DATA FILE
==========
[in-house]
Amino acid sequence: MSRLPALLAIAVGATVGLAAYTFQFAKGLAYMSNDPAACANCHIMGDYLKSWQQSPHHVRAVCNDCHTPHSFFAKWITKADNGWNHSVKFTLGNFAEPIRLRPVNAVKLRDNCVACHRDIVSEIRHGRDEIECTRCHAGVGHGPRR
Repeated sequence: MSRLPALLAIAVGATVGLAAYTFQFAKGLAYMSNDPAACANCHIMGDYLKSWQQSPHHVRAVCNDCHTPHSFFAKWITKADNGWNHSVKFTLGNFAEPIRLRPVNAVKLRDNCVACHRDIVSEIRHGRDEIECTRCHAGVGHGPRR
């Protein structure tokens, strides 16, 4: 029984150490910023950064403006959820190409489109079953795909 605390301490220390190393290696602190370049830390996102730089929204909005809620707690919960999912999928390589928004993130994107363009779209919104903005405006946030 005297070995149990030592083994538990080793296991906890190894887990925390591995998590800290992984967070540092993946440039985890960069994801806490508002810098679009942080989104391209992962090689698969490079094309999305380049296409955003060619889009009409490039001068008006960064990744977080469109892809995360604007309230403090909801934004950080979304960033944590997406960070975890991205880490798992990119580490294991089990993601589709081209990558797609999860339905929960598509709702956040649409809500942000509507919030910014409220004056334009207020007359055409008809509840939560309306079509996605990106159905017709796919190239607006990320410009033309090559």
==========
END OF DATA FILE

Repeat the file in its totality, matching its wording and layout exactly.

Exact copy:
[in-house]
Amino acid sequence: MSRLPALLAIAVGATVGLAAYTFQFAKGLAYMSNDPAACANCHIMGDYLKSWQQSPHHVRAVCNDCHTPHSFFAKWITKADNGWNHSVKFTLGNFAEPIRLRPVNAVKLRDNCVACHRDIVSEIRHGRDEIECTRCHAGVGHGPRR
Repeated sequence: MSRLPALLAIAVGATVGLAAYTFQFAKGLAYMSNDPAACANCHIMGDYLKSWQQSPHHVRAVCNDCHTPHSFFAKWITKADNGWNHSVKFTLGNFAEPIRLRPVNAVKLRDNCVACHRDIVSEIRHGRDEIECTRCHAGVGHGPRR
């Protein structure tokens, strides 16, 4: 029984150490910023950064403006959820190409489109079953795909 605390301490220390190393290696602190370049830390996102730089929204909005809620707690919960999912999928390589928004993130994107363009779209919104903005405006946030 005297070995149990030592083994538990080793296991906890190894887990925390591995998590800290992984967070540092993946440039985890960069994801806490508002810098679009942080989104391209992962090689698969490079094309999305380049296409955003060619889009009409490039001068008006960064990744977080469109892809995360604007309230403090909801934004950080979304960033944590997406960070975890991205880490798992990119580490294991089990993601589709081209990558797609999860339905929960598509709702956040649409809500942000509507919030910014409220004056334009207020007359055409008809509840939560309306079509996605990106159905017709796919190239607006990320410009033309090559």